Combining Ha and OI...
 
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Combining Ha and OIII from a colour dual narrowband filter  

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(@benursinus)
Molecular Cloud Customer
Joined: 1 year ago
Posts: 4
January 27, 2021 13:19  

Hi,

 

I've recently been imaging with an optolong L-enhance filter using a colour zwo 533 mc pro camera. I have followed some tutorials to extract the Ha and OIII data into two separate mono images and then combining (e.g. HOO). I've tried this with two seperate targets and I feel like the OIII portion of the image remains in mono, with only colour in the Ha channel? The OIII looks very grey to me regardless of the saturation settings. I've attached a screenshot which is zoomed in and shows the coloured red channel but looks like mono behind. Also attached is the basic unedited image (but with saturation and light pollution removal).

The method I'm following is this ( https://www.astropixelprocessor.com/community/postid/7610/).

Do you agree with my thoughts? Am I doing something wrong somewhere?

Thanks,

 

Rosette HOO
combine HOO 2 lpc cbg St

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(@vincent-mod)
Universe Admin
Joined: 4 years ago
Posts: 3955
January 27, 2021 13:25  

On my monitor that looks blue actually. Not very pronounced, but blue. Maybe you can try to boost the OIII signal a bit by increasing the top slider of the OIII panel in the RGBCombine tool. Besides that you could have a play with HSL selective color and boost the blue's there a bit as well. OIII as signal can be way less intense then Ha, so that is tricky sometimes.


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(@benursinus)
Molecular Cloud Customer
Joined: 1 year ago
Posts: 4
January 27, 2021 13:53  

Hi, thanks for the quick reply. Overall it does look a bit blue to me too, but when I zoom in I get a strange texture which I tried to show in the screenshot. The coloured red (orange) just seem to sit on top of the background, which looks more grey the more I zoom in. I'll have a go boosting the blue in the rgb combine and selective colour and report back.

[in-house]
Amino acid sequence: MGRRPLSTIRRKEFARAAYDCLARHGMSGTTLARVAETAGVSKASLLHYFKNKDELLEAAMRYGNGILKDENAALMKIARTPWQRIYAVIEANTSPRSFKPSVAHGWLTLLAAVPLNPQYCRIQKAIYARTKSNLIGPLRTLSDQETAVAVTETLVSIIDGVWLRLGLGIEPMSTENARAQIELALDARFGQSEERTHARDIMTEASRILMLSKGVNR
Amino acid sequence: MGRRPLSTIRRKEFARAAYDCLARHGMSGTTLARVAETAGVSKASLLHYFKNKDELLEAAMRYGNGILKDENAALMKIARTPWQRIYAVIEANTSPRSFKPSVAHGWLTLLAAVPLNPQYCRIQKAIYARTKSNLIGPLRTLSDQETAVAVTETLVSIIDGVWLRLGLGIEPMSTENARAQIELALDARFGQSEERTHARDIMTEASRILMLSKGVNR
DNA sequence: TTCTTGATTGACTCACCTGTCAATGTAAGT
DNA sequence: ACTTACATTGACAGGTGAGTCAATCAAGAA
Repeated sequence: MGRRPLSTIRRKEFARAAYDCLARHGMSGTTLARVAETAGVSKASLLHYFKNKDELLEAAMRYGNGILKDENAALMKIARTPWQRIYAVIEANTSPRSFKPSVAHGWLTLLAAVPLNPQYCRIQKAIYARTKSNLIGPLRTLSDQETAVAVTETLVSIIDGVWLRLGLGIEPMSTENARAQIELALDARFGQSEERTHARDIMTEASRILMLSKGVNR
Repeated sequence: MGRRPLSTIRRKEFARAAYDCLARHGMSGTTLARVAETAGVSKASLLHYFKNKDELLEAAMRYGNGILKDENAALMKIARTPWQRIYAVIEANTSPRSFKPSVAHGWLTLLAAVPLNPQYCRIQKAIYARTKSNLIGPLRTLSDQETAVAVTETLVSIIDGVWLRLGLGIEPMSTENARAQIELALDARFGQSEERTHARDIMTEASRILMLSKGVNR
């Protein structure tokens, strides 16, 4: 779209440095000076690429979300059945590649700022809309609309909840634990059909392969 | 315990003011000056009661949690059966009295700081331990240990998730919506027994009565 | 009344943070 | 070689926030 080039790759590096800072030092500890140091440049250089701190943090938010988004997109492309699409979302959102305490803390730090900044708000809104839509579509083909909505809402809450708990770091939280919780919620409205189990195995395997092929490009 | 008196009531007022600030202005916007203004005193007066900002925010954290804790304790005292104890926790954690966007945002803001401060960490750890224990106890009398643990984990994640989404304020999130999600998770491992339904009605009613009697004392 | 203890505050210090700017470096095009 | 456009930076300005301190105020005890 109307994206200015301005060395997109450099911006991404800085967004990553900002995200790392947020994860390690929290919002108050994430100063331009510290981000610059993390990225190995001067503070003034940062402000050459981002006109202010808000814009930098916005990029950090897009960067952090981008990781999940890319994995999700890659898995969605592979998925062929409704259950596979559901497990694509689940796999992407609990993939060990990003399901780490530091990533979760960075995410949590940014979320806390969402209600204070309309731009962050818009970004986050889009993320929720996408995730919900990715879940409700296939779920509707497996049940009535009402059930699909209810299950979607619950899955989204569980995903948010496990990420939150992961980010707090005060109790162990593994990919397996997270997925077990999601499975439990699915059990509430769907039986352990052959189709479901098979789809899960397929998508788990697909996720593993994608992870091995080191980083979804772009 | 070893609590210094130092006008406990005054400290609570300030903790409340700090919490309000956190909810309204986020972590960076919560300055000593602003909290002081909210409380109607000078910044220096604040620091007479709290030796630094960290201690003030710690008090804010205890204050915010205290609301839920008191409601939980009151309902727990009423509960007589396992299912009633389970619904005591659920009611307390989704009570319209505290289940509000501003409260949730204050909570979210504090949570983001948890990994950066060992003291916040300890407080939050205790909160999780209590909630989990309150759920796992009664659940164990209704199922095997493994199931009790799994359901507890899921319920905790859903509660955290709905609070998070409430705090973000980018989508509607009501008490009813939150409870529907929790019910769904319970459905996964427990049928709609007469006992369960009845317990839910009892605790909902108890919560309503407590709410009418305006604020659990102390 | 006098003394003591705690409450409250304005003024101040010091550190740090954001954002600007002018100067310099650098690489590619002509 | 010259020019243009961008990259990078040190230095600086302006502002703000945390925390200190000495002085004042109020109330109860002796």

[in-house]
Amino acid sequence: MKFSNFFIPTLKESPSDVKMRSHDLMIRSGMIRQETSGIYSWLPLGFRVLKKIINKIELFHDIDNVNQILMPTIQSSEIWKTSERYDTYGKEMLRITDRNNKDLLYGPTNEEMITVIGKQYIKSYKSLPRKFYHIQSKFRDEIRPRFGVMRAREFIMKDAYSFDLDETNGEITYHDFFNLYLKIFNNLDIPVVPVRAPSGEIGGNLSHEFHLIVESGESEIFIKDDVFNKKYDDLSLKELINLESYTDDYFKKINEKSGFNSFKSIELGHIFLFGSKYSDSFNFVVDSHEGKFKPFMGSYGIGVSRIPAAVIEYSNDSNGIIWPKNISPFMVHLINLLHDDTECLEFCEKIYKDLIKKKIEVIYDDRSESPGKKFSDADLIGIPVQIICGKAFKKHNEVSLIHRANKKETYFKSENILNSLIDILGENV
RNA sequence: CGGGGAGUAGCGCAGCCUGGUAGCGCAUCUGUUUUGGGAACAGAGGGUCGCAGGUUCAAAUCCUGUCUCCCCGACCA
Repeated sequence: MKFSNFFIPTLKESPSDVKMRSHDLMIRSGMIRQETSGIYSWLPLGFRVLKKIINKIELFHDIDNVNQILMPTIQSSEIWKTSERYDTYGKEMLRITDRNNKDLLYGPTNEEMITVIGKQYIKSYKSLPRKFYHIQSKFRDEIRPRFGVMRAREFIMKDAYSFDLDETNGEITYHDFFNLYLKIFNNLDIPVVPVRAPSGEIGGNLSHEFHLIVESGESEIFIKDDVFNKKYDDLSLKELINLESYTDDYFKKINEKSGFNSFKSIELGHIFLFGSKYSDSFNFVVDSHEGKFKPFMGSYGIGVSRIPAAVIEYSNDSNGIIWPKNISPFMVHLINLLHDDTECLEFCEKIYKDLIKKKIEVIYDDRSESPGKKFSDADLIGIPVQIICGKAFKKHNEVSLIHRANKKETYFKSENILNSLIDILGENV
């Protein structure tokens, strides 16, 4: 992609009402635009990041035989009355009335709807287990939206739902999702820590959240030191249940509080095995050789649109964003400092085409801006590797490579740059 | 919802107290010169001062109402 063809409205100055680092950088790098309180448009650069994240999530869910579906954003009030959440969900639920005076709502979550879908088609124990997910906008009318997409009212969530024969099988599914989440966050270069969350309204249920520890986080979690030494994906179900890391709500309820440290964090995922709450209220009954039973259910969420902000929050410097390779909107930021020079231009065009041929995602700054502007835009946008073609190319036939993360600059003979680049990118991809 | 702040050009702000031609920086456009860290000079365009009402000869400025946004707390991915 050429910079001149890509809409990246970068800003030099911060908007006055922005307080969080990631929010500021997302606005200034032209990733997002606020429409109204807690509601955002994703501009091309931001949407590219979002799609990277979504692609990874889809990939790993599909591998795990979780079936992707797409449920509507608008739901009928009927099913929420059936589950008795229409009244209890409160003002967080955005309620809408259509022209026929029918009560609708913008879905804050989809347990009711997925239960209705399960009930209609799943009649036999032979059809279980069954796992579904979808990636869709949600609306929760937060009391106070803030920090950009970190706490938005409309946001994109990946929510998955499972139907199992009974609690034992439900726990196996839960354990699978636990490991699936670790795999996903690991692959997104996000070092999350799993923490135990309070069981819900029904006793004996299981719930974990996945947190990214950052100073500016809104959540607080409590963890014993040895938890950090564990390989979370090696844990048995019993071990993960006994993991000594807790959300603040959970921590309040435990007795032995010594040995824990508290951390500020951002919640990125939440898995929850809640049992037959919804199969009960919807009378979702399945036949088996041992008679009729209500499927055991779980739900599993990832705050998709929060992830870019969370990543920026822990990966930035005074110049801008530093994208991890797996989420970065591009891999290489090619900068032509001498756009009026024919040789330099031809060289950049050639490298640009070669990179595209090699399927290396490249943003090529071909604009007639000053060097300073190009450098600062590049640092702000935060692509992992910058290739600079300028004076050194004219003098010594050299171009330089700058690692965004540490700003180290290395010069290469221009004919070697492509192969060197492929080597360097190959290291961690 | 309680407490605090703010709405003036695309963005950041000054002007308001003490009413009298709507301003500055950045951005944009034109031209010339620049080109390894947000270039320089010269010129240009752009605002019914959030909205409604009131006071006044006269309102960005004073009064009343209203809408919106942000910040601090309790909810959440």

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(@benursinus)
Molecular Cloud Customer
Joined: 1 year ago
Posts: 4
January 27, 2021 15:44  

Attached are some more recent attempts - really not good, but I got the blue at least. I am still getting the strange artefact though (see screengrab), where the orange/red seems separate to the blues if that makes sense, if you zoom into the image. I guess it could just be noise, but the standard image seems much smoother colour wise.

combine HOO 2 lpc cbg St PS sm
Rosette Nebula St APP
Rosette HOO 2

 

This post was modified 10 months ago by Ben Ursinus

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(@vincent-mod)
Universe Admin
Joined: 4 years ago
Posts: 3955
January 27, 2021 15:58  

I think that's just the signal that is now a different color and not very strong in those parts, so it becomes very clear where the seperation occurs. The other, smoother, picture has very similar colors all over and so blends better. More data for OIII (and maybe a bit longer exposures) will help here for sure. What mixing formula did you use?

edit: Maybe upping the upper slider isn't the best in this case either, it depends on what you want of course. So if you set that to 1 and play with the HSL selective color tool, you may also get better results. Possibly.


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(@benursinus)
Molecular Cloud Customer
Joined: 1 year ago
Posts: 4
January 27, 2021 16:15  

Ok great, thanks, I'll give that a go. 

I used the default HOO 2 formula as this gave me the best results. I adjusted the sliders a bit but did not think I got better results so I left it at stock and adjusted in the selective colour. I've not used it before so was a bit trial and error, so ill need to read up on that a bit more. 

This is only 1.5 hrs of data, and sadly my scope was constantly illuminated by a neighbours light, so I did not expect the best data. These are 3 min exposures, would you advise longer?


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(@vincent-mod)
Universe Admin
Joined: 4 years ago
Posts: 3955
January 27, 2021 16:40  

Oh yes, if possible narrowband data gives the best results when exposing for a long time. Think 10-15 min per sub even. That will produce better results than many shorter exposures. Of course when light is really an issue, that may be less so, but still good to try. When you go for regular RGB broadband data and light pollution, shorter exposures will give better results. A true dark site, long exposures are the best as well.


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